Hi Stephen P. King  

Time and space don't exist as substances so
they don't influence the monads, which as you say 
are eternal. Further, there is no "substance space".
So the monads are not organized in any way.
The monads can be thought of as a collection
of an infinite number of mathematical points.

>From dust we come and to dust we shall return.  


Roger Clough, rclo...@verizon.net 
11/8/2012  
"Forever is a long time, especially near the end." -Woody Allen 


----- Receiving the following content -----  
From: Stephen P. King  
Receiver: everything-list  
Time: 2012-11-07, 19:01:19 
Subject: Re: Communicability 


On 11/7/2012 11:48 AM, Roger Clough wrote: 
> Hi Stephen P. King 
> 
> That sounds like Leibniz. Each monad contains the 
> views of all of the other monads in order to see 
> the whole, not from just one perspective. 
> 
Hi Roger, 

     Yes, and that is why I like the idea of a Monad. I just don't agree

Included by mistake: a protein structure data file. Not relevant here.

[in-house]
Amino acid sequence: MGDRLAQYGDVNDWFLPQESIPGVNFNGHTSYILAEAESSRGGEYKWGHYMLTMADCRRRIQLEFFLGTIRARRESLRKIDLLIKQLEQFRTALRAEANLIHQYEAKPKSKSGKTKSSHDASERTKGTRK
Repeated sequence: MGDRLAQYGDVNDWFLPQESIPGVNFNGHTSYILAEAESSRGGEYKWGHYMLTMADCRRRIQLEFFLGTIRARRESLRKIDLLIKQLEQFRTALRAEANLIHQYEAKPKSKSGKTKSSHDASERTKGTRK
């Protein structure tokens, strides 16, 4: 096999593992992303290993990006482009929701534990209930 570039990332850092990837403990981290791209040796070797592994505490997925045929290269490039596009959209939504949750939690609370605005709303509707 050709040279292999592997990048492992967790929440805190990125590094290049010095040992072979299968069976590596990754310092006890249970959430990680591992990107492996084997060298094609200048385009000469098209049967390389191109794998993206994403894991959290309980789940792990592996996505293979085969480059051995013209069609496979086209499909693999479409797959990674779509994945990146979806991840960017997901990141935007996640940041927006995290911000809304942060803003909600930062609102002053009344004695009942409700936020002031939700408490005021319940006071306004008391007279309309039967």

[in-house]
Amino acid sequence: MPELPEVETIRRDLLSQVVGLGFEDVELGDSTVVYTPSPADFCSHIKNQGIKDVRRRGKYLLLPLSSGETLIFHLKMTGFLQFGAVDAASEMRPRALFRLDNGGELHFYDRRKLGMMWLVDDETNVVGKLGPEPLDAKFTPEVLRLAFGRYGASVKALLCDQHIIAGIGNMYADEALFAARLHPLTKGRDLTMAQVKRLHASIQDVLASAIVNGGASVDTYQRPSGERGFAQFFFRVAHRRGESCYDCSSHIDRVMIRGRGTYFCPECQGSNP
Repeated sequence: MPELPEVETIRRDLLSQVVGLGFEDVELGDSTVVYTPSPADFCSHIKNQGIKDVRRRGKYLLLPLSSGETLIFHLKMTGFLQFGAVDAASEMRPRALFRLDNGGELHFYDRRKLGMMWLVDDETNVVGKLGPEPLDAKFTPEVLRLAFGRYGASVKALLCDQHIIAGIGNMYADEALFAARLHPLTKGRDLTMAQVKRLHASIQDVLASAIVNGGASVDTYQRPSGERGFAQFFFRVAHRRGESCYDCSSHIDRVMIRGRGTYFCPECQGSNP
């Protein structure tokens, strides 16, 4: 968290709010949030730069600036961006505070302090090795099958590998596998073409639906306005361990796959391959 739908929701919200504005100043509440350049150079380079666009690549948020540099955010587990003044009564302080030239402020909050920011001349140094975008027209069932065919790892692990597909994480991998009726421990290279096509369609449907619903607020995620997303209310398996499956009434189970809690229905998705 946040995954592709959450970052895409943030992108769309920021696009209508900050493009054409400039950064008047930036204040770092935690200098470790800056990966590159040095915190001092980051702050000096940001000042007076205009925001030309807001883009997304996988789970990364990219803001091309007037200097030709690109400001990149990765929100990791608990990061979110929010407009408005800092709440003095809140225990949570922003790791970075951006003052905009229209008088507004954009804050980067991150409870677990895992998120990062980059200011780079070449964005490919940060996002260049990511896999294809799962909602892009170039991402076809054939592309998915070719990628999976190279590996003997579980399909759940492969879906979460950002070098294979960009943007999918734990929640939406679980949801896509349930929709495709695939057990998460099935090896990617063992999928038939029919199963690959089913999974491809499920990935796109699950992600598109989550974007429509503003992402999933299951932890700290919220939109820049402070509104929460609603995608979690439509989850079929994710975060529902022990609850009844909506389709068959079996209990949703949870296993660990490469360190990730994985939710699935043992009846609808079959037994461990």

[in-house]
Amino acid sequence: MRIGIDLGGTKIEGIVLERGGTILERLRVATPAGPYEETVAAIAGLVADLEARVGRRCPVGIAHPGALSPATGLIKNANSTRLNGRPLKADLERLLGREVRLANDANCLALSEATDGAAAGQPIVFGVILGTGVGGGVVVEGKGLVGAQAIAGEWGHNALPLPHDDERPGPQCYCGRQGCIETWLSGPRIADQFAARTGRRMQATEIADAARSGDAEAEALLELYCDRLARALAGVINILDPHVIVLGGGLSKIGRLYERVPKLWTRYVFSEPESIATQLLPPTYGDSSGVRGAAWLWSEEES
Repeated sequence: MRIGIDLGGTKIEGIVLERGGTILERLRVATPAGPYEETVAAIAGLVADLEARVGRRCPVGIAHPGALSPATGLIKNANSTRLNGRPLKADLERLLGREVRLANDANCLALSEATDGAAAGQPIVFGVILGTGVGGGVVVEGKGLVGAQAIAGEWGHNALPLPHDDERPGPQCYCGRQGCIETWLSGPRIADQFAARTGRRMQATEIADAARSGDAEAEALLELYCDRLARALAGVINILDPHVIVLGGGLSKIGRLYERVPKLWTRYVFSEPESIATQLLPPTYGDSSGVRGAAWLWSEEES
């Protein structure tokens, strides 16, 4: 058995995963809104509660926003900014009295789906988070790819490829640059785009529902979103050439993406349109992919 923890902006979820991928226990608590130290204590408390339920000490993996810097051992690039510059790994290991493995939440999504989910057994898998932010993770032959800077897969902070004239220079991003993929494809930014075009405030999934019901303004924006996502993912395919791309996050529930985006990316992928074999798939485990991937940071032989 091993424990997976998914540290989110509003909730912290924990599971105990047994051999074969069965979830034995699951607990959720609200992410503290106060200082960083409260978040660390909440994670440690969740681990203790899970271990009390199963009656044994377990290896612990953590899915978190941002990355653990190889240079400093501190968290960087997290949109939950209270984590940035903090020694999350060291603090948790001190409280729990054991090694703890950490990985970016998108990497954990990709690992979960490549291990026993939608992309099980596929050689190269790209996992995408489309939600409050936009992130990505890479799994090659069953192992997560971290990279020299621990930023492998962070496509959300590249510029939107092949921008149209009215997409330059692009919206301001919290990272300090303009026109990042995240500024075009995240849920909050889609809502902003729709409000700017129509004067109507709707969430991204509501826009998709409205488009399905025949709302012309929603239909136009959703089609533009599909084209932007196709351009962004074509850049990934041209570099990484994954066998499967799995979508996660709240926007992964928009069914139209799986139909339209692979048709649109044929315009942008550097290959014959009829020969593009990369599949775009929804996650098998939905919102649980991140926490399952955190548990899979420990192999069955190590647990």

with Leibniz' theory of how they are organized. Leibniz demanded that  
their organization is imposed ab initio, he assumed that there is a  
special beginning of time. I see the monads as eternal, never created  
nor destroyed, and their mutual relationships are merely the  
co-occurence of their perspectives. This makes God's creativity to be an  
eternal action and not a special one time action. 


> Roger Clough, rclo...@verizon.net 
> 11/7/2012 
> "Forever is a long time, especially near the end." -Woody Allen 
> 
> 
> ----- Receiving the following content ----- 
> From: Stephen P. King 
> Receiver: everything-list 
> Time: 2012-11-06, 18:17:30 
> Subject: Re: Communicability 
> 
> 
> On 11/6/2012 11:11 AM, Roger Clough wrote: 
>> What happens if I mistake a statue of a beautiful woman 
>> for the real thing, thus turning, eg, a statue of pygmalion into an 
>> actual woman ? 
>> 
>> Or mistake fool's gold or gold foiled chocolates 
>> for actual gold coins ? 
>> 
>> Does the world actually become cloudy if I have cataracts ? 
>> 
> It is not just about you. It is about the huge number of observers. What 
> matters is that they can communicate with each other and mutually 
> confirm what is "real". Why do you imagine that only humans can be 
> observers? 
> 


--  
Onward! 

Stephen 


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